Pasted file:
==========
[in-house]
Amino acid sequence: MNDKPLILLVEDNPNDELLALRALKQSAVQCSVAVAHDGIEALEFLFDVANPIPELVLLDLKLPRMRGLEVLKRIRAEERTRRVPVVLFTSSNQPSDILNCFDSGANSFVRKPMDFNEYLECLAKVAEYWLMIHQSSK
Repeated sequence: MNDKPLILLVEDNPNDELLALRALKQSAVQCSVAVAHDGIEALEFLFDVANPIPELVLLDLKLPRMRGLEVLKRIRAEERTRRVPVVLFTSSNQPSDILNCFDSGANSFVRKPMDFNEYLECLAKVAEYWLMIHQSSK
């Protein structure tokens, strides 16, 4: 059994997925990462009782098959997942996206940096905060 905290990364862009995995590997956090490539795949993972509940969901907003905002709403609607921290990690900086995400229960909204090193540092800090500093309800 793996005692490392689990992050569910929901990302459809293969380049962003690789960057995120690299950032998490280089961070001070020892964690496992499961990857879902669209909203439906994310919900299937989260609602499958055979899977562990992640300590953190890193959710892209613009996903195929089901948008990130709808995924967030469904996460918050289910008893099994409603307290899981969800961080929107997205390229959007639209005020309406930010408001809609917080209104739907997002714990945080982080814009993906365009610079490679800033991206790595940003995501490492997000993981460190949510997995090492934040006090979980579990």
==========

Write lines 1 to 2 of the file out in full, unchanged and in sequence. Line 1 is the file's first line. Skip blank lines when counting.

[in-house]
Amino acid sequence: MNDKPLILLVEDNPNDELLALRALKQSAVQCSVAVAHDGIEALEFLFDVANPIPELVLLDLKLPRMRGLEVLKRIRAEERTRRVPVVLFTSSNQPSDILNCFDSGANSFVRKPMDFNEYLECLAKVAEYWLMIHQSSK